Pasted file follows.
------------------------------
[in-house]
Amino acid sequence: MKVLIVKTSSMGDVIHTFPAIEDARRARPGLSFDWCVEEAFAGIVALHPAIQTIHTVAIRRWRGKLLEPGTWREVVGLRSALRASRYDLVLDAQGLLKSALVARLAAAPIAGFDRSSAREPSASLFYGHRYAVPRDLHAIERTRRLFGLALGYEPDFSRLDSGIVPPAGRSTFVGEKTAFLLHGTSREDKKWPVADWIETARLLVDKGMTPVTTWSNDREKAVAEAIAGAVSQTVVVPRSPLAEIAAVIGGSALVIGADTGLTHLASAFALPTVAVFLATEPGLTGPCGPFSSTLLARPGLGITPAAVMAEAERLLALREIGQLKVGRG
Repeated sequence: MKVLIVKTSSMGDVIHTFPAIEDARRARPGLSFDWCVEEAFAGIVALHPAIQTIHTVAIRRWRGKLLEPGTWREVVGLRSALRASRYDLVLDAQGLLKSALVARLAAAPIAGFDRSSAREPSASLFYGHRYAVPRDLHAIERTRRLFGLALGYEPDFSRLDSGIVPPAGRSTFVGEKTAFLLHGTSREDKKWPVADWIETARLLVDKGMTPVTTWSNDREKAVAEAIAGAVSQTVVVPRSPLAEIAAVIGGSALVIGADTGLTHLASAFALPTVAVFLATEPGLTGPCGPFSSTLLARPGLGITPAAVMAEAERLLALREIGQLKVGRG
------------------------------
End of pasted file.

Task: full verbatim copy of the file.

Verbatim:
[in-house]
Amino acid sequence: MKVLIVKTSSMGDVIHTFPAIEDARRARPGLSFDWCVEEAFAGIVALHPAIQTIHTVAIRRWRGKLLEPGTWREVVGLRSALRASRYDLVLDAQGLLKSALVARLAAAPIAGFDRSSAREPSASLFYGHRYAVPRDLHAIERTRRLFGLALGYEPDFSRLDSGIVPPAGRSTFVGEKTAFLLHGTSREDKKWPVADWIETARLLVDKGMTPVTTWSNDREKAVAEAIAGAVSQTVVVPRSPLAEIAAVIGGSALVIGADTGLTHLASAFALPTVAVFLATEPGLTGPCGPFSSTLLARPGLGITPAAVMAEAERLLALREIGQLKVGRG
Repeated sequence: MKVLIVKTSSMGDVIHTFPAIEDARRARPGLSFDWCVEEAFAGIVALHPAIQTIHTVAIRRWRGKLLEPGTWREVVGLRSALRASRYDLVLDAQGLLKSALVARLAAAPIAGFDRSSAREPSASLFYGHRYAVPRDLHAIERTRRLFGLALGYEPDFSRLDSGIVPPAGRSTFVGEKTAFLLHGTSREDKKWPVADWIETARLLVDKGMTPVTTWSNDREKAVAEAIAGAVSQTVVVPRSPLAEIAAVIGGSALVIGADTGLTHLASAFALPTVAVFLATEPGLTGPCGPFSSTLLARPGLGITPAAVMAEAERLLALREIGQLKVGRG